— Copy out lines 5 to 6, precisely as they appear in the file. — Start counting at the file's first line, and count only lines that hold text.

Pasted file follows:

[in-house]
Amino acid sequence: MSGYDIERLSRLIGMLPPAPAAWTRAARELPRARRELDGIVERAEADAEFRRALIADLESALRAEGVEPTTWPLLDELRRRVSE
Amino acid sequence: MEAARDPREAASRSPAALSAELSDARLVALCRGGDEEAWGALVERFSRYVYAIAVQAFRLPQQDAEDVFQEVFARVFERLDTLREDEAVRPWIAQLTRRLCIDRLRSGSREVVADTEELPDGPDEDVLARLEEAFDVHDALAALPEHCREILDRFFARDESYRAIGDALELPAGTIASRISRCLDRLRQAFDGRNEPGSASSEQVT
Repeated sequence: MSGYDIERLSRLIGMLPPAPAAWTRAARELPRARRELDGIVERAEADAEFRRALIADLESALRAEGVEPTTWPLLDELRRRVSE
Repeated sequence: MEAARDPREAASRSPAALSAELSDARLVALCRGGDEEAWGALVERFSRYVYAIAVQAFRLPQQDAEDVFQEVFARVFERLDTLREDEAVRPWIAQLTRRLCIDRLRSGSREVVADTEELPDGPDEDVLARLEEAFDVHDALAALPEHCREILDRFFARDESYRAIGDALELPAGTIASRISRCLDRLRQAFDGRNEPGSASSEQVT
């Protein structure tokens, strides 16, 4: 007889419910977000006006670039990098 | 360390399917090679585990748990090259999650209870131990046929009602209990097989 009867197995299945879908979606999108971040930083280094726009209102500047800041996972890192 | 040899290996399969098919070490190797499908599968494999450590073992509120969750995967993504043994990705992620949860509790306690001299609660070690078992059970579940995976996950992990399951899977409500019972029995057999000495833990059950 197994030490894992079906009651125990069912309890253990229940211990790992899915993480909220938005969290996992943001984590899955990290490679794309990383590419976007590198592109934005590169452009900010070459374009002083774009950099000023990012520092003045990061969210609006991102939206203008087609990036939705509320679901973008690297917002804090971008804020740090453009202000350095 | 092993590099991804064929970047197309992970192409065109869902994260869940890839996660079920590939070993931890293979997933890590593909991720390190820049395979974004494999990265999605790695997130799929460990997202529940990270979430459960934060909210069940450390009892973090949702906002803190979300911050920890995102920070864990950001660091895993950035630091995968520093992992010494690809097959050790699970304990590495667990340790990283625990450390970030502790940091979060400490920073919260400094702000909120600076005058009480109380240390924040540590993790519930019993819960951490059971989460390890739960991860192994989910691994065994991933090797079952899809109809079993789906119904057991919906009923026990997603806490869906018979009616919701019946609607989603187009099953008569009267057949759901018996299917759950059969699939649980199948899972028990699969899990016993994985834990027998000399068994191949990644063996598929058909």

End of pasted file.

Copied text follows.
Repeated sequence: MEAARDPREAASRSPAALSAELSDARLVALCRGGDEEAWGALVERFSRYVYAIAVQAFRLPQQDAEDVFQEVFARVFERLDTLREDEAVRPWIAQLTRRLCIDRLRSGSREVVADTEELPDGPDEDVLARLEEAFDVHDALAALPEHCREILDRFFARDESYRAIGDALELPAGTIASRISRCLDRLRQAFDGRNEPGSASSEQVT
């Protein structure tokens, strides 16, 4: 007889419910977000006006670039990098 | 360390399917090679585990748990090259999650209870131990046929009602209990097989 009867197995299945879908979606999108971040930083280094726009209102500047800041996972890192 | 040899290996399969098919070490190797499908599968494999450590073992509120969750995967993504043994990705992620949860509790306690001299609660070690078992059970579940995976996950992990399951899977409500019972029995057999000495833990059950 197994030490894992079906009651125990069912309890253990229940211990790992899915993480909220938005969290996992943001984590899955990290490679794309990383590419976007590198592109934005590169452009900010070459374009002083774009950099000023990012520092003045990061969210609006991102939206203008087609990036939705509320679901973008690297917002804090971008804020740090453009202000350095 | 092993590099991804064929970047197309992970192409065109869902994260869940890839996660079920590939070993931890293979997933890590593909991720390190820049395979974004494999990265999605790695997130799929460990997202529940990270979430459960934060909210069940450390009892973090949702906002803190979300911050920890995102920070864990950001660091895993950035630091995968520093992992010494690809097959050790699970304990590495667990340790990283625990450390970030502790940091979060400490920073919260400094702000909120600076005058009480109380240390924040540590993790519930019993819960951490059971989460390890739960991860192994989910691994065994991933090797079952899809109809079993789906119904057991919906009923026990997603806490869906018979009616919701019946609607989603187009099953008569009267057949759901018996299917759950059969699939649980199948899972028990699969899990016993994985834990027998000399068994191949990644063996598929058909």